to rejoice with lovers
to console the bereaved
to pray with sincerity.
to make peace when there is strife.

And the study of Torah is equal to them all, because it leads to them all.

IV. Kaddish D'Rabbanan (Scholar's Kaddish)

(Music: Debbie Friedman)


Sh'ma Israel: you are ancient and ever changing
Sh'ma Israel: The Holy Name is the Name of many
Sh'ma Israel: find comfort beneath the wings of Shekhinah
Sh'ma Israel: the sacred way is before you.

V. Tefillah (prayer)

Congregants talk about people who are or have been significant in their lives. Silent period.

VI. Ritual and Torah Portion

1. The participant leaves the sanctuary to change into the kittel. As she changes, she recites the Birkat Hama'ayan (based on a traditional prayer):

I bless the wellspring of life and death
that sanctifies me with mitzvot [commandments],
and commands me to enwrap myself in a comely garment
and find peace and rest
beneath the wings of the Shekhina.

Then she returns to the bimah while the congregants sing LECHI LACH.

2. Naming ceremony

In recognition of our status as elders of the congregation, with a vision and destiny for our community, the new elders will receive their title and a blessing from the congregation.

People who do not feel that the name given to them by their parents represents the essence of their being may at this time ask the congregation to recognize them with a new name.

Since the service honoring the elders of this congregation is Simchat Hochmah, the joy of Wisdom, the title we have chosen to bestow on our elder is Hachamah (Wise Woman) and Hacham (Wise Man). A tallit [prayer shawl] is held up over the bimah where the elders congregate, and a blessing (written by Marcia Falk) is given by the officiant and then sung by the congregation.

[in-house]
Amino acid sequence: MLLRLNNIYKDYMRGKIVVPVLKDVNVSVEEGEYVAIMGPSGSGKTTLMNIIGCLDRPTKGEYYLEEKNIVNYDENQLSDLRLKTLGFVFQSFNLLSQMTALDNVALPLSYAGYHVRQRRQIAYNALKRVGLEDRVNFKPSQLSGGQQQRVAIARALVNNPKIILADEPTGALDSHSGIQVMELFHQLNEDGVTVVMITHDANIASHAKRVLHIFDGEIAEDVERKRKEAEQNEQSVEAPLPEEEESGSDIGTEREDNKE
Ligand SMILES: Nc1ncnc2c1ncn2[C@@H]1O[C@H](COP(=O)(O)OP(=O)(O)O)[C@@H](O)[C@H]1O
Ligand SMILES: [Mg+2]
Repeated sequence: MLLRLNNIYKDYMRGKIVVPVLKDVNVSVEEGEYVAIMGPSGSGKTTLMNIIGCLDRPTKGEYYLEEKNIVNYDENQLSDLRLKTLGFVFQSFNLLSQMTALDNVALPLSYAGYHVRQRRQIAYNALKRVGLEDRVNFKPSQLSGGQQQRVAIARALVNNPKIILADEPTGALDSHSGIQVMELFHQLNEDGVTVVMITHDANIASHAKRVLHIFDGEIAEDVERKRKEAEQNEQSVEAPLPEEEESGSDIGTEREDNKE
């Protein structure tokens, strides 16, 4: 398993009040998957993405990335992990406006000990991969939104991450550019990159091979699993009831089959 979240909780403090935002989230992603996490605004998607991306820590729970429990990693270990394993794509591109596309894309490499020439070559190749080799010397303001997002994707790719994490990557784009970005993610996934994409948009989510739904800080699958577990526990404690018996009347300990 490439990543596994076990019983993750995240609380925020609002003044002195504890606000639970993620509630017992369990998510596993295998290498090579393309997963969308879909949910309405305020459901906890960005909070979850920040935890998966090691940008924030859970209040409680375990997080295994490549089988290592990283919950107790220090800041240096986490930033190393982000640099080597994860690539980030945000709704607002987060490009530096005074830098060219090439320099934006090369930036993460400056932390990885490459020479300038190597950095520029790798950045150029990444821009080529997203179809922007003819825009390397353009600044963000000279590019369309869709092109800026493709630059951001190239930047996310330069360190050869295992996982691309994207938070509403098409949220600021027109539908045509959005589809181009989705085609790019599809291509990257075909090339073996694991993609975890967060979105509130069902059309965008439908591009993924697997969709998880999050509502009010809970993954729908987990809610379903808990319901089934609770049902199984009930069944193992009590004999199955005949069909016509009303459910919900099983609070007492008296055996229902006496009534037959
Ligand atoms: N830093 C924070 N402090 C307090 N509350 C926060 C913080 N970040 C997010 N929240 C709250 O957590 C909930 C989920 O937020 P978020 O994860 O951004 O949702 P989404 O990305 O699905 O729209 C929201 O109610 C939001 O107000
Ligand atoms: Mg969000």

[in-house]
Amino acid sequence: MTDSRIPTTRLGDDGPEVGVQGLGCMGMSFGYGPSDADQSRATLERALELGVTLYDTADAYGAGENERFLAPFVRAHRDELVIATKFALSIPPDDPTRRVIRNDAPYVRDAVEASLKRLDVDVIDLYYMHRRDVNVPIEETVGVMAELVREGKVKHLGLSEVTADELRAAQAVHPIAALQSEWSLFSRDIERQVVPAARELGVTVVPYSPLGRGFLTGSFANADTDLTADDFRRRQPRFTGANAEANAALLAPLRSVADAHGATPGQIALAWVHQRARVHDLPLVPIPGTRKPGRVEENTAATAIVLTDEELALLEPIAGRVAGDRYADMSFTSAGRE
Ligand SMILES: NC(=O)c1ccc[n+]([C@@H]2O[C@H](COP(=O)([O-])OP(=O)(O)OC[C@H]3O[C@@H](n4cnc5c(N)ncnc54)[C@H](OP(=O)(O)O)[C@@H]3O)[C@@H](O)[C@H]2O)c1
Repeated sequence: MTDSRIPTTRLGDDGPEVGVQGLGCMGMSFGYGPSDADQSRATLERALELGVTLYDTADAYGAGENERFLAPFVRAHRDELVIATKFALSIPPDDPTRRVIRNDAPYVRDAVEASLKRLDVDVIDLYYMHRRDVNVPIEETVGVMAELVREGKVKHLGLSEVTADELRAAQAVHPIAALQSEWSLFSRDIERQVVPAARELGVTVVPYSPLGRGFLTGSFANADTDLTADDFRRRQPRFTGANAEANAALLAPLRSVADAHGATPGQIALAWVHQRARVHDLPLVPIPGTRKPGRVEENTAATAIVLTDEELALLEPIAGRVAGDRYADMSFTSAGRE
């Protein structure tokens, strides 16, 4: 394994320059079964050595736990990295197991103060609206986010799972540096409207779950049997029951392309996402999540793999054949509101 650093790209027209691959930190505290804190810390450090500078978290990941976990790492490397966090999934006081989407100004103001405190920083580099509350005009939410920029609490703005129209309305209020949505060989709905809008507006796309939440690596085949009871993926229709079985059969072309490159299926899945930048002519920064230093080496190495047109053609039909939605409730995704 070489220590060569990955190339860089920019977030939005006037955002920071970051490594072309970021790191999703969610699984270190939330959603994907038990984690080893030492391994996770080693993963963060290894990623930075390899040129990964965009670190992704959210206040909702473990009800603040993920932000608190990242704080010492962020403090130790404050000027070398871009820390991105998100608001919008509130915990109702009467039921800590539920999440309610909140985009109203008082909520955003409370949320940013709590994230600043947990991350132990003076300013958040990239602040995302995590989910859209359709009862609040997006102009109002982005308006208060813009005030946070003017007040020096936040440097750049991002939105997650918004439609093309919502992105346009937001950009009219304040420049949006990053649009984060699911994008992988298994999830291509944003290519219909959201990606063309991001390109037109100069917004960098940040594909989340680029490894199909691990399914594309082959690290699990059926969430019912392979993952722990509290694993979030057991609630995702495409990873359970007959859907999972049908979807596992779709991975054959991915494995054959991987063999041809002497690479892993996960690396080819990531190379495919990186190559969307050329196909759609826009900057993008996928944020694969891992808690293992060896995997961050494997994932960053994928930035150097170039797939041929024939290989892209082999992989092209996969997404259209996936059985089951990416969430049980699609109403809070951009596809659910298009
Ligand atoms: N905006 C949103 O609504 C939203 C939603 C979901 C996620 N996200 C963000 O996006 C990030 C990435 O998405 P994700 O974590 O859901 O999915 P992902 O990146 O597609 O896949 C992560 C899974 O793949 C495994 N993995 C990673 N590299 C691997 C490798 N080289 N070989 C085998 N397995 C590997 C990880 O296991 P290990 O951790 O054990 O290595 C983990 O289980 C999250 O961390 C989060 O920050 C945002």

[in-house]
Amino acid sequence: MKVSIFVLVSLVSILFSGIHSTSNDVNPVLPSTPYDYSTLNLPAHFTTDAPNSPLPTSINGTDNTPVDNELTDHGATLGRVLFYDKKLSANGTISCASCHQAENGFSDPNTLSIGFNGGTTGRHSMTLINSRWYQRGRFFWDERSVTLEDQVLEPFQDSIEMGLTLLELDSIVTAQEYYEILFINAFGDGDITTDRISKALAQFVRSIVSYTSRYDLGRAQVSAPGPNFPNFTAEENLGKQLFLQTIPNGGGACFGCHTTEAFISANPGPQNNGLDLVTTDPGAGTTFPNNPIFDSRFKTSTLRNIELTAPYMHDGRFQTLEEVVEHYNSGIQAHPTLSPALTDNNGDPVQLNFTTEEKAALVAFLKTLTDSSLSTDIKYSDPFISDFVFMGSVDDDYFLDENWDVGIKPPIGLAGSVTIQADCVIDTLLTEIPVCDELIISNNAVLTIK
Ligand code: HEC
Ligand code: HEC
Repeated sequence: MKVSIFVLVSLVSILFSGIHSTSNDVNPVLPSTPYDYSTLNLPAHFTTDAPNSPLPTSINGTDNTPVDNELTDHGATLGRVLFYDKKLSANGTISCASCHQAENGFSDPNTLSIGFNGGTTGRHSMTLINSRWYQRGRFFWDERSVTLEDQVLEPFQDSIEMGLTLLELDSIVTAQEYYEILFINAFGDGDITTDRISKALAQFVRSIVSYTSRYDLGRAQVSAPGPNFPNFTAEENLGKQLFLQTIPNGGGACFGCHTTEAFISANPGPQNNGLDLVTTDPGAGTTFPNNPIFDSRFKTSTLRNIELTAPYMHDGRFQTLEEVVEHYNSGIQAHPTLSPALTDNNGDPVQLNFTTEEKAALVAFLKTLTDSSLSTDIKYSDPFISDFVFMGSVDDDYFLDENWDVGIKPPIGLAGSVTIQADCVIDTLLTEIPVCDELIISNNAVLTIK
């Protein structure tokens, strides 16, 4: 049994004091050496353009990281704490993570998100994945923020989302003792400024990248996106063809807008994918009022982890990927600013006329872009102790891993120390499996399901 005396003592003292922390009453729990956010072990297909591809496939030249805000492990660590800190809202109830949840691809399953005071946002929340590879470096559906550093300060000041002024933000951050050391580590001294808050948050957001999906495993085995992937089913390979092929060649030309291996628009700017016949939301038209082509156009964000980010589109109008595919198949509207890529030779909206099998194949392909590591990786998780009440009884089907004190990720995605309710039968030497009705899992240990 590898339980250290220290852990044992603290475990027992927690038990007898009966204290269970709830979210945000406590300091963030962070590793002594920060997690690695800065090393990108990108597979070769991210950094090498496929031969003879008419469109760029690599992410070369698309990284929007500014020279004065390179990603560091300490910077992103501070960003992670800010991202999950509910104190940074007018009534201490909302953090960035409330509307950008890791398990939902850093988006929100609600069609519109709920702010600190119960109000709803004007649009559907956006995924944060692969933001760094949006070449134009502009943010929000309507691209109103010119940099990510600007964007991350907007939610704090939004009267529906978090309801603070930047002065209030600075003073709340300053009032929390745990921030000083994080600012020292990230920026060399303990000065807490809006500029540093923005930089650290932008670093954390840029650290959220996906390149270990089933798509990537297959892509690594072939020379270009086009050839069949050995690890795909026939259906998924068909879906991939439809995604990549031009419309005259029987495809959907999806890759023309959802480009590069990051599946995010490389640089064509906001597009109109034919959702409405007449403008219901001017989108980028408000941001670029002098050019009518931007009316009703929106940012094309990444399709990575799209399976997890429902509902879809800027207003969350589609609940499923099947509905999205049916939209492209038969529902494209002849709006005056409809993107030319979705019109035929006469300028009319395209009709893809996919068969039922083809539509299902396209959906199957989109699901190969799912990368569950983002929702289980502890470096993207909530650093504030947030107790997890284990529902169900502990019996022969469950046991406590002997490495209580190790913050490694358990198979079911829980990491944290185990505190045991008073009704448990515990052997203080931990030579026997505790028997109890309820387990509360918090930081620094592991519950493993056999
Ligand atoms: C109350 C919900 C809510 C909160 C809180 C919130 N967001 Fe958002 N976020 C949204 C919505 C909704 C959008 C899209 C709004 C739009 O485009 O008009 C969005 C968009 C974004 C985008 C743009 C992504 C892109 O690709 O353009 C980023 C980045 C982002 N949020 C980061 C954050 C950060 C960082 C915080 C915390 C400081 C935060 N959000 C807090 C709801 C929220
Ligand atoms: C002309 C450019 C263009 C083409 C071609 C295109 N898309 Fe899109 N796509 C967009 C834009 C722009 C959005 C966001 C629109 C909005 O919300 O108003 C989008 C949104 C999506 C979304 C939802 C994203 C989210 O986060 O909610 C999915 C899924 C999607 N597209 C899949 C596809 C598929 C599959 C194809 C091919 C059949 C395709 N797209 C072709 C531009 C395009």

3. Aliyah

The Torah is taken from the ark and welcomed with song. The participants read the portion "Lech Lecha" (Gen. 12:1-2, 17:15) and Savina gives a d'var torah.

VII. The Covenant and the Promise

Note: Either a promise or a covenant may be elected by the participant in memory of the promises and covenants received by our ancestors.

A covenant or promise serves as a bond between the participant and her community both during her lifetime and after her death. The congregation surrounds the participant as she announces her legacy to them. They then bless her, specifically, in song or recitation.

VIII. Elonei Mamre (The terebinth grove of Mamre)

The ceremony ends with the symbolic planting of a tree by the participant.

When I came, I tended the trees my ancestors had planted
Now I plant the trees for those who come after me.
I plant this tree so that its roots will mingle with my ashes
So that those of you who come after me will be blessed in its shade
Find nourishment in its beauity and comfort under its canopy
May this tree grow to be filled with the presence of the Shekhinah.

Congregants file by the tree singing LECHI LACH.

End of Ceremony.

Complete Ceremony

NEW! Set of 18 Blessing Cards for Major Jewish Holidays